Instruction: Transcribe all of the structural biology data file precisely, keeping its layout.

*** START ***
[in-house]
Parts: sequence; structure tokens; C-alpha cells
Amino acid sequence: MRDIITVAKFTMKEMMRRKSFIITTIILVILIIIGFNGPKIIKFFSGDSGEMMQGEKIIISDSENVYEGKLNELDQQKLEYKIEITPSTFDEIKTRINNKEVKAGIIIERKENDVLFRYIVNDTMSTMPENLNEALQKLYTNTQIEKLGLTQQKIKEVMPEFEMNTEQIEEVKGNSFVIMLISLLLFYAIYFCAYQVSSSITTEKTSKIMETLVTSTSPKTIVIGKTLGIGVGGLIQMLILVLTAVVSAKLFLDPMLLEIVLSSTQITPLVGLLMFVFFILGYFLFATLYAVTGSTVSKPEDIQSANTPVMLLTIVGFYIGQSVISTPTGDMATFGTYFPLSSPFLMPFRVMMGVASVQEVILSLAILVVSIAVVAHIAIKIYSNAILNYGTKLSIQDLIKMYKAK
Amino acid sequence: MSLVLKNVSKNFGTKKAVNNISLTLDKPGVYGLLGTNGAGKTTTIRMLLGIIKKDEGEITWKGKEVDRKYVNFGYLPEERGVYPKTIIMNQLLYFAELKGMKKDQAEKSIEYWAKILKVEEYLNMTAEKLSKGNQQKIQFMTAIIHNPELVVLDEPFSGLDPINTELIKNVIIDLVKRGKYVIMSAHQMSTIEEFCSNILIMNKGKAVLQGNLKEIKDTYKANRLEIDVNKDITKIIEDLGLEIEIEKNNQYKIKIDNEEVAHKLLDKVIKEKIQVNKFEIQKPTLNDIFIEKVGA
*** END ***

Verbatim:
[in-house]
Parts: sequence; structure tokens; C-alpha cells
Amino acid sequence: MRDIITVAKFTMKEMMRRKSFIITTIILVILIIIGFNGPKIIKFFSGDSGEMMQGEKIIISDSENVYEGKLNELDQQKLEYKIEITPSTFDEIKTRINNKEVKAGIIIERKENDVLFRYIVNDTMSTMPENLNEALQKLYTNTQIEKLGLTQQKIKEVMPEFEMNTEQIEEVKGNSFVIMLISLLLFYAIYFCAYQVSSSITTEKTSKIMETLVTSTSPKTIVIGKTLGIGVGGLIQMLILVLTAVVSAKLFLDPMLLEIVLSSTQITPLVGLLMFVFFILGYFLFATLYAVTGSTVSKPEDIQSANTPVMLLTIVGFYIGQSVISTPTGDMATFGTYFPLSSPFLMPFRVMMGVASVQEVILSLAILVVSIAVVAHIAIKIYSNAILNYGTKLSIQDLIKMYKAK
Amino acid sequence: MSLVLKNVSKNFGTKKAVNNISLTLDKPGVYGLLGTNGAGKTTTIRMLLGIIKKDEGEITWKGKEVDRKYVNFGYLPEERGVYPKTIIMNQLLYFAELKGMKKDQAEKSIEYWAKILKVEEYLNMTAEKLSKGNQQKIQFMTAIIHNPELVVLDEPFSGLDPINTELIKNVIIDLVKRGKYVIMSAHQMSTIEEFCSNILIMNKGKAVLQGNLKEIKDTYKANRLEIDVNKDITKIIEDLGLEIEIEKNNQYKIKIDNEEVAHKLLDKVIKEKIQVNKFEIQKPTLNDIFIEKVGA